Functionalized Phases for Alternate Selectivity

C18 columns have become the industry standard and are selected for HPLC methods most of the time. Dispersive interaction forces are sufficient to allow C18 columns to retain and separate many organic compounds; however, results are not optimum in all cases. Experience has shown that selectivity, retention and efficiency can all suffer with certain samples. Poor or marginal results can occur up to 50% of the time depending on sample type. Modern polar phases are highly complementary to alkyl phases and may produce much better results for these compounds. C18 columns are becoming much alike due to evolution of silica particles and development of improved bonding chemistry. Changing from one brand of C18 to another may not produce a different, better result. When resolution is not acceptable for any reason, an alternate stationary phase with more polarity than C18 or C8 may be the best answer. Polar stationary phases such as Ascentis Phenyl and RP-Amide can play a unique and important role in changing retention and selectivity for certain classes of compounds.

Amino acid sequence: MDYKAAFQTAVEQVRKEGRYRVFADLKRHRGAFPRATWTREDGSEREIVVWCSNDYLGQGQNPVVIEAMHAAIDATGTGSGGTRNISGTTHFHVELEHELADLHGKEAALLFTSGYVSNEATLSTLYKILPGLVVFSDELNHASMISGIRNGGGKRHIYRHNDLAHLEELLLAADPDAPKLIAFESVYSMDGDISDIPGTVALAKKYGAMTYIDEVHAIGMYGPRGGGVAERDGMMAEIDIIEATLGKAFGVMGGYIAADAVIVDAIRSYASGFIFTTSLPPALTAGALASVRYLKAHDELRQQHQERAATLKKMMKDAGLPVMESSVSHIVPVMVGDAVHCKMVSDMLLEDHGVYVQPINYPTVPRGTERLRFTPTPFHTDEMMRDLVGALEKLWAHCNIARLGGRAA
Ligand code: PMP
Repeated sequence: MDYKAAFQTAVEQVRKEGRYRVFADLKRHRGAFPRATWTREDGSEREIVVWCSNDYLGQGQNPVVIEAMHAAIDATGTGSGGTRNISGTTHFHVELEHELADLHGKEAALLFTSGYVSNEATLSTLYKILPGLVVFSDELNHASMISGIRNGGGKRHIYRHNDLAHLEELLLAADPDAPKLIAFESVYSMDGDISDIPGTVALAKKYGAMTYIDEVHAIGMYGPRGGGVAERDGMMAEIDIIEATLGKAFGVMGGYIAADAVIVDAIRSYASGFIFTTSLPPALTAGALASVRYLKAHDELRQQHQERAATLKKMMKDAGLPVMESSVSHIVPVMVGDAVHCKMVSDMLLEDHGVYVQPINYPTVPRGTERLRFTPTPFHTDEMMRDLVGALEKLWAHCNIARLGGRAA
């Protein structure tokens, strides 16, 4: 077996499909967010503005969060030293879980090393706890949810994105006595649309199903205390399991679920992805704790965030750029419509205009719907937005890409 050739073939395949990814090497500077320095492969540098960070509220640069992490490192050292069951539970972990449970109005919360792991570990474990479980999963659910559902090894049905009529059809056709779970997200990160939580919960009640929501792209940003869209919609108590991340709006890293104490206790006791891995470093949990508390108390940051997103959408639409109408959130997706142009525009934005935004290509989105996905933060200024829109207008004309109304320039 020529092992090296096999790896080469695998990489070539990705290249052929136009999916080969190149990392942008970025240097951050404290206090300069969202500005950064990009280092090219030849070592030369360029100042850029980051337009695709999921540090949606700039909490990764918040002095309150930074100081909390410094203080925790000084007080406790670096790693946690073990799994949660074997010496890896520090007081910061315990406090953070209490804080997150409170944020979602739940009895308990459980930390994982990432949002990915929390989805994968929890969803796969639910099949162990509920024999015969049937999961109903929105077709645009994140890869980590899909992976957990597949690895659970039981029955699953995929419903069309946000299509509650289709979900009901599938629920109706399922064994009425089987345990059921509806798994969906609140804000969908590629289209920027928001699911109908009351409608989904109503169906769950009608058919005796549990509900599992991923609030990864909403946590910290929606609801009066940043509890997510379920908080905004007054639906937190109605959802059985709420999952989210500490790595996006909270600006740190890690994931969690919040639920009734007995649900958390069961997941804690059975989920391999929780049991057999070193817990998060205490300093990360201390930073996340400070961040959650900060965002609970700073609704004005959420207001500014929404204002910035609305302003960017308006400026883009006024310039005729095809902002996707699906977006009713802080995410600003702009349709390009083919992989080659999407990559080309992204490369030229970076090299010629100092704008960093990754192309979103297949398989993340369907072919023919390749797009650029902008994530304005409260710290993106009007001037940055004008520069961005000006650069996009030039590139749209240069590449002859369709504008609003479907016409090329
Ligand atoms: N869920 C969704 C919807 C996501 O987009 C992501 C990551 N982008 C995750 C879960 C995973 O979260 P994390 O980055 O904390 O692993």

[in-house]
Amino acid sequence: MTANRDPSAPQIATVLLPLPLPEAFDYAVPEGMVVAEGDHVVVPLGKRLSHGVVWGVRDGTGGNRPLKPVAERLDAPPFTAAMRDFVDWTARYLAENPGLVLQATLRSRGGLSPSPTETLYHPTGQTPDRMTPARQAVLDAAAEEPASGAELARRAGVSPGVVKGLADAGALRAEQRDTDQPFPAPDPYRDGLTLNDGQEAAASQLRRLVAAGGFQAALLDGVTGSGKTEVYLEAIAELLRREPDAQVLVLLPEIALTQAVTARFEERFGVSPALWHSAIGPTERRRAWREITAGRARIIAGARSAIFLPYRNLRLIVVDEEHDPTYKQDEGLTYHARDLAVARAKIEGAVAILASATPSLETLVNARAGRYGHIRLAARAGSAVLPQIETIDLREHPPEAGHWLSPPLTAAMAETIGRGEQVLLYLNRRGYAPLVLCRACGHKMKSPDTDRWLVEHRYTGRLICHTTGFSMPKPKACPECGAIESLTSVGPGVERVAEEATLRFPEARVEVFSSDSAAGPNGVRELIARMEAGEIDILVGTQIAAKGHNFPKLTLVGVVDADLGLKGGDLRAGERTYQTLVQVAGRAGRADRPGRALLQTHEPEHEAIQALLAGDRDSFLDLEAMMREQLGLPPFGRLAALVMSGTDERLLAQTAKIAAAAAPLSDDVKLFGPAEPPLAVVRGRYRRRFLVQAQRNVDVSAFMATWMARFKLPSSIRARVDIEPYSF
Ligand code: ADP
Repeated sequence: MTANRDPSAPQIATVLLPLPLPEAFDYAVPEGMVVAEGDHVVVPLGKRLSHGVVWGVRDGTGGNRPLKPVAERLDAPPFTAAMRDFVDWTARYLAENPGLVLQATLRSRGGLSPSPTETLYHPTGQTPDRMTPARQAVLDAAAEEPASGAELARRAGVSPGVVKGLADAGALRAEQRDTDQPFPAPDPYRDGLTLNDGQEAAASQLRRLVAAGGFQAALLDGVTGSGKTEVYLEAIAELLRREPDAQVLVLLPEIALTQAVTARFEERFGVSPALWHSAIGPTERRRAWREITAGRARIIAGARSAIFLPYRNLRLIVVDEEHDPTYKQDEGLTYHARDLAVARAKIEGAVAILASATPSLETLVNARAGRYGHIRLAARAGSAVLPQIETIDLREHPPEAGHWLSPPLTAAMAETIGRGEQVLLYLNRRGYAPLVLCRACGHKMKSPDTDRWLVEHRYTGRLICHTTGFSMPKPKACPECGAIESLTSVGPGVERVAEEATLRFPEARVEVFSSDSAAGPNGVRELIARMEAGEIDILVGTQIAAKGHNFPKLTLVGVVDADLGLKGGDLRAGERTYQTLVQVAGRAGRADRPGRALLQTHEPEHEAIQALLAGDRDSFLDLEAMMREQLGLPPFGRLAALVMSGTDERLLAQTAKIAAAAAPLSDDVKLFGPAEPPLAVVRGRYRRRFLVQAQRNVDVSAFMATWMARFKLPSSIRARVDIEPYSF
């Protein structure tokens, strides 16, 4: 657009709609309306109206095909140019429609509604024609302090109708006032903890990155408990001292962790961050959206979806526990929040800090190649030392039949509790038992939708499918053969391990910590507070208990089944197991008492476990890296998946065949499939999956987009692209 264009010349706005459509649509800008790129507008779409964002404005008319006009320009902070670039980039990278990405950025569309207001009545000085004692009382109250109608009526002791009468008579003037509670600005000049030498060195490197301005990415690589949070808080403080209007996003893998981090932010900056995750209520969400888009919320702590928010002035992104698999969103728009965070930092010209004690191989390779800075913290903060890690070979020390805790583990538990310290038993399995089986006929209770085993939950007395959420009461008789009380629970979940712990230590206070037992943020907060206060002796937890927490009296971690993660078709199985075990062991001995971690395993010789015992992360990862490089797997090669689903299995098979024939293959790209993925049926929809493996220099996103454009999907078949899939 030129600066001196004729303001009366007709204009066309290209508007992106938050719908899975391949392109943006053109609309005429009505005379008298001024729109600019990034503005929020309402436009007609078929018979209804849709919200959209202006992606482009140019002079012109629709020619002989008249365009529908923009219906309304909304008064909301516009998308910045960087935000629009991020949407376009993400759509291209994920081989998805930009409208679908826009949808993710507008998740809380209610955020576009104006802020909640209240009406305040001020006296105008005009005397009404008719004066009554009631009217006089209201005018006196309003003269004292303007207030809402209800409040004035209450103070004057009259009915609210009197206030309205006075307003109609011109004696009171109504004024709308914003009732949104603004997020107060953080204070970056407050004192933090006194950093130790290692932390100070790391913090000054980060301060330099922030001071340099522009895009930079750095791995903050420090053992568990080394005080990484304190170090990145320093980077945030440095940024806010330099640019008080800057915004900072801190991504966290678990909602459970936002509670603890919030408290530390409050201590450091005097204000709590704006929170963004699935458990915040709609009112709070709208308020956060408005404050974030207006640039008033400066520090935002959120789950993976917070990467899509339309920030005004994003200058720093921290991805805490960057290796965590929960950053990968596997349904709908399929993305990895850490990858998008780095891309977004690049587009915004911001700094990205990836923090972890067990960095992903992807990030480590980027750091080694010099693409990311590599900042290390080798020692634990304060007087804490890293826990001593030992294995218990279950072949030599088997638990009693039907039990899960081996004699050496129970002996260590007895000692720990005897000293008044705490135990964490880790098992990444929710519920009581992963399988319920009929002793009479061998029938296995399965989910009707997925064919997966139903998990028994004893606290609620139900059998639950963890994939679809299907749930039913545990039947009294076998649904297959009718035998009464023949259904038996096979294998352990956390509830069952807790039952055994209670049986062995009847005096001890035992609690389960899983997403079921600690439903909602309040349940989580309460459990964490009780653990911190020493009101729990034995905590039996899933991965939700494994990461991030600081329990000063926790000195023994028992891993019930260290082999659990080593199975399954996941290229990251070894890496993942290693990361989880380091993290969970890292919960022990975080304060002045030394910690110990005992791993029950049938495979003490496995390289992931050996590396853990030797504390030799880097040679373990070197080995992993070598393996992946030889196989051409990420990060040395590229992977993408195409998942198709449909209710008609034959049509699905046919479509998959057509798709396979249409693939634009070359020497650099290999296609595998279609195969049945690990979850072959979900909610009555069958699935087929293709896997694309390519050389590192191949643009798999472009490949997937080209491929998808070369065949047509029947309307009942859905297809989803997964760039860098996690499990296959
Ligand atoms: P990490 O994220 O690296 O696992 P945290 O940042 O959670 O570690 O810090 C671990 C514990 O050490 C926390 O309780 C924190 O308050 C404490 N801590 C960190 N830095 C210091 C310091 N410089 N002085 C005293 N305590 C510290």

• Poor selectivity
  • Peaks overlap or elute in wrong order for best quantitation
  • Poor retention
  • No retention; sample elutes at column void volume
  • Unstable separation; phase not wetted by high aqueous mobile phase causing loss of efficiency and retention
  • Poor peak shape (low efficiency)
  • Too much retention and selectivity (requires gradient)

Watch our instructional web seminar on The Use of Alternate Selectivity in Reversed-Phase HPLC for a detailed description of the various types of bonded phases.

Additional Topics:

Developing HPLC Methods on Ascentis

Harnessing the Power of Chromatographic Selectivity